documenting the optical sounds of '60s pop, Acid Punk & Psychedelia

The Sound Explosion: An interview with John Alexopoulos

The Sound Explosion have the sound I craved they also used vintage equipment and had a fabulous image

I first became aware of Athens band The Sound Explosion in the mid ‘90s when I bought their album ‘The Strange Sounds Of The Sound Explosion’ released on the German record label Music Maniac.

At the time Music Maniac were one of the few labels in the 90s releasing full albums by neo garage and psych bands from around the world under the banner of ‘Teen Trash’. They also put out discs by The FuzztonesThe 99th FloorThe JaybirdsThe Others and The Ace Tones amongst others.

I was immediately blown away by the authenticity of the 60s garage sound The Sound Explosion had with the important added ingredient of an influence from early 80s scenesters like The Chesterfield Kings and Lyres. This Greek band really kicked ass with their mix of 60s/80s and I immediately became a massive fan.

Not only did The Sound Explosion have the sound I craved they also used vintage equipment and had a fabulous image. Good looking garage bands rarely exist. They all must have been a big hit with the girls! For the first time in years I had found a band still going that I could really ‘connect’ with if you know what I mean. I made it my mission to track down their singles.

Trouble was all of their 45s had passed me by and I was living in a pre-internet world and these discs were impossible to find. Sadly I had to soldier on without the singles for years to come.

When I finally got a home PC and internet connection in 1998 I began to search the world for my ‘wants’ and The Sound Explosion debut ‘Hangover Baby’ was high on my list. I joined a few yahoo groups and made pals with a fellow from Greece called John.


At this point in time I didn’t realise that John was in fact John Alexopoulos, the singer/songwriter and band leader from The Sound Explosion.

Now John has NO ego whatsoever and is NO big shot fancy Dan who boasts about his time in one of the best bands ever to come out of Greece. It took him months before he even admitted to me that it was his band I so admired. To this day he still doesn’t think anyone will be interested in his band or story.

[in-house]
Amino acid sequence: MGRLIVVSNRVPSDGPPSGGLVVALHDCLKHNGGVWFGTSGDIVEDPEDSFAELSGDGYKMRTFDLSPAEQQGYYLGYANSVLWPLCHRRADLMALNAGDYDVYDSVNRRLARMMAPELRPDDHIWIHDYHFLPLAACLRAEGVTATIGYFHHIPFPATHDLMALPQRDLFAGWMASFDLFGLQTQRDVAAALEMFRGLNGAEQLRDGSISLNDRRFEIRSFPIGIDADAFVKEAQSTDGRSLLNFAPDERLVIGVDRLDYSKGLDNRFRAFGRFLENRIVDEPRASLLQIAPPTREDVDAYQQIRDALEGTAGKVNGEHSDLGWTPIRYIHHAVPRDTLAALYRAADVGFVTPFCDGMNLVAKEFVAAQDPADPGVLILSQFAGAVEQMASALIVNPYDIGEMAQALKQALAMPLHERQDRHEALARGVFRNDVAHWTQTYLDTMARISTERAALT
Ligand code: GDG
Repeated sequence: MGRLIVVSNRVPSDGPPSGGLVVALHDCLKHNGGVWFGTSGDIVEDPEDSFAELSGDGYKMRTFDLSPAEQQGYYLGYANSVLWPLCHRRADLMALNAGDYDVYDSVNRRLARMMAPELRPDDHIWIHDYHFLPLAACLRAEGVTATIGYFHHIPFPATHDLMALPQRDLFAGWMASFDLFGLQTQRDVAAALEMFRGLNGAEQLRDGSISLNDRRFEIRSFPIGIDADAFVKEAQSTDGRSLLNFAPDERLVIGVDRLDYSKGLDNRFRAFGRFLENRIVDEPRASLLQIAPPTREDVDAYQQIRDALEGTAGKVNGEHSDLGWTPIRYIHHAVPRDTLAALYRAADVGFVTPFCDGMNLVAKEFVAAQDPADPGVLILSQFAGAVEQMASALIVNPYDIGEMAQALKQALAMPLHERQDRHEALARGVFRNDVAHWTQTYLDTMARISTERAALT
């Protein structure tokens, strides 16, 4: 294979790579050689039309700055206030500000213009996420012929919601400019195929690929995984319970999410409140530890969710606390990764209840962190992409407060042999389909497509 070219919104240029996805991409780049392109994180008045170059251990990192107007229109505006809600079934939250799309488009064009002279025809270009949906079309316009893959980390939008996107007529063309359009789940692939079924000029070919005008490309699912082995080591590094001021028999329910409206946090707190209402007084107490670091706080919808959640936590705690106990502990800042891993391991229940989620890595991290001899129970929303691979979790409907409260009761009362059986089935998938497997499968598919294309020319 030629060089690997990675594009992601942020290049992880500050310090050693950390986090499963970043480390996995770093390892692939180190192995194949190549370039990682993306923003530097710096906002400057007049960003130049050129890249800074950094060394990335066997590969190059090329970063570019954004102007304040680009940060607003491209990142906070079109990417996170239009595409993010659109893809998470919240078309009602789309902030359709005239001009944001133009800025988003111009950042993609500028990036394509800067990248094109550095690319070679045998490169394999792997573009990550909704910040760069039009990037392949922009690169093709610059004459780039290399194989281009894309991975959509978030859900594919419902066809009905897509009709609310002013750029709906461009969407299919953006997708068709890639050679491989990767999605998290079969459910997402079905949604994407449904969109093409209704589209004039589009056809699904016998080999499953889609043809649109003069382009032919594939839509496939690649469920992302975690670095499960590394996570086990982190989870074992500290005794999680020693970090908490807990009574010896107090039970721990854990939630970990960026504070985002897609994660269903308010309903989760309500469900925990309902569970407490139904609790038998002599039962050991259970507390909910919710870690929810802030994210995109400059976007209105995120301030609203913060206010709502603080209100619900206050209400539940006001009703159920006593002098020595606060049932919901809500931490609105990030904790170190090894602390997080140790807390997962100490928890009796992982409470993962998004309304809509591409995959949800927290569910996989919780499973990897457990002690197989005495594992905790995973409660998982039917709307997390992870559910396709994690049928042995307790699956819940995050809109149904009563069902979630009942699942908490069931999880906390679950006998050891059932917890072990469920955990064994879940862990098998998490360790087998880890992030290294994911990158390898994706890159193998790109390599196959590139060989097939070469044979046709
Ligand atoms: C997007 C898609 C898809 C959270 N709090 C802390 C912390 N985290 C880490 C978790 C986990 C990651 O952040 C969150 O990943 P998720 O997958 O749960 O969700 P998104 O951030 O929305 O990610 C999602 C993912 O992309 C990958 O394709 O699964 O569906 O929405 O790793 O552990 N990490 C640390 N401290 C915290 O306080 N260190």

Fortunately, I managed to convince John otherwise and he has kindly given me his thoughts about the early years of The Sound Explosion in particular my main interest being the 45 ‘Hangover Baby’ – surely one of the very best neo garage band debut singles ever.

Last year I managed to track down a mint copy from a seller in USA for $25 – It remains one of my most played records of all time and is a vital addition to my record collection.

Most of the photographs that I will use in future Sound Explosion entries are promo band shots, gig pictures and candid studio shots sent to me by John. I have his permission to use these. Many of them are from his own archives and have never been published before. So it’s a real scoop for my blog ‘Flower Bomb Songs’

(taken from my old blog back in 2008/09 period. Everything has been updated here, including enhancing all photos provided.)


Q1. Tell me about the very early days. How did you become interested in 60s garage and what sort of equipment did you use?
I started playing in garage bands in the mid 80’s with some friends of mine. I was in my mid-teens but was already a fan of all those Pebbles and Back From The Grave comps that were coming out at the time and of course the then current wave of new garage bands coming mostly from USA, Sweden and Italy.

We had no gear really, we were using beat up old guitars, sometimes even acoustic guitars, drum sets that consisted of a snare drum and some Tupperware (filled with jam), an old Casio organ which could not play chords and for an amplifier I had a “device”, a friend of mine had made, that was made out of telephone speaker and a cable, that created the most buzzing fuzz sound I ever heard (wish I had that one now)!

We called ourselves The Underground Shades and we used to play stuff like “Surfin’ Bird” and “Night Of The Phantom”, but we didn’t do any gigs as we were not a really serious band, just a bunch of angst ridden teenagers having some fun!


In 1987 or so I met Stelios Drissis and we started talking about forming a band with me on guitar and him on the organ. We started jamming in the kitchen of his house of all places for two reasons, a) it was the only place where we could not annoy anyone and 2) for some bizarre reason we thought it had better acoustics!